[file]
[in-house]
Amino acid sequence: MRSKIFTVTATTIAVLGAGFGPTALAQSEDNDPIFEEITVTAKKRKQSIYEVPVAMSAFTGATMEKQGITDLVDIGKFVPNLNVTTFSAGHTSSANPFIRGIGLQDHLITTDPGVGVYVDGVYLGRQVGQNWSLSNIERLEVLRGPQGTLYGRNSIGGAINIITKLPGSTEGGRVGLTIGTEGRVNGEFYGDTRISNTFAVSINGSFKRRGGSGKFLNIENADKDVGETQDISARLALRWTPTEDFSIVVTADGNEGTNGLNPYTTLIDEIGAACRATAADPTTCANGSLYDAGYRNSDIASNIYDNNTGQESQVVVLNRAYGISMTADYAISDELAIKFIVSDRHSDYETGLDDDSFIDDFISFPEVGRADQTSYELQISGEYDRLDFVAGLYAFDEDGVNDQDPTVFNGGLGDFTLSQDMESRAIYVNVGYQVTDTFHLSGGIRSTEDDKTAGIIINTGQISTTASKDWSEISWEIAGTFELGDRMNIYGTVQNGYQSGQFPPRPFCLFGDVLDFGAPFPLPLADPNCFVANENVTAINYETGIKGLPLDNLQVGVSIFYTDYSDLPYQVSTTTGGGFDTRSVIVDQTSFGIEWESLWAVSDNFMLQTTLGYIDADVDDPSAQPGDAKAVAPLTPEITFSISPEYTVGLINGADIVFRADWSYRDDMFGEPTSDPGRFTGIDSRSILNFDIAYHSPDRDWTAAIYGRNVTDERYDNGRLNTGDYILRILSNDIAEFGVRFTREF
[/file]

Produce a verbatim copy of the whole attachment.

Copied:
[in-house]
Amino acid sequence: MRSKIFTVTATTIAVLGAGFGPTALAQSEDNDPIFEEITVTAKKRKQSIYEVPVAMSAFTGATMEKQGITDLVDIGKFVPNLNVTTFSAGHTSSANPFIRGIGLQDHLITTDPGVGVYVDGVYLGRQVGQNWSLSNIERLEVLRGPQGTLYGRNSIGGAINIITKLPGSTEGGRVGLTIGTEGRVNGEFYGDTRISNTFAVSINGSFKRRGGSGKFLNIENADKDVGETQDISARLALRWTPTEDFSIVVTADGNEGTNGLNPYTTLIDEIGAACRATAADPTTCANGSLYDAGYRNSDIASNIYDNNTGQESQVVVLNRAYGISMTADYAISDELAIKFIVSDRHSDYETGLDDDSFIDDFISFPEVGRADQTSYELQISGEYDRLDFVAGLYAFDEDGVNDQDPTVFNGGLGDFTLSQDMESRAIYVNVGYQVTDTFHLSGGIRSTEDDKTAGIIINTGQISTTASKDWSEISWEIAGTFELGDRMNIYGTVQNGYQSGQFPPRPFCLFGDVLDFGAPFPLPLADPNCFVANENVTAINYETGIKGLPLDNLQVGVSIFYTDYSDLPYQVSTTTGGGFDTRSVIVDQTSFGIEWESLWAVSDNFMLQTTLGYIDADVDDPSAQPGDAKAVAPLTPEITFSISPEYTVGLINGADIVFRADWSYRDDMFGEPTSDPGRFTGIDSRSILNFDIAYHSPDRDWTAAIYGRNVTDERYDNGRLNTGDYILRILSNDIAEFGVRFTREF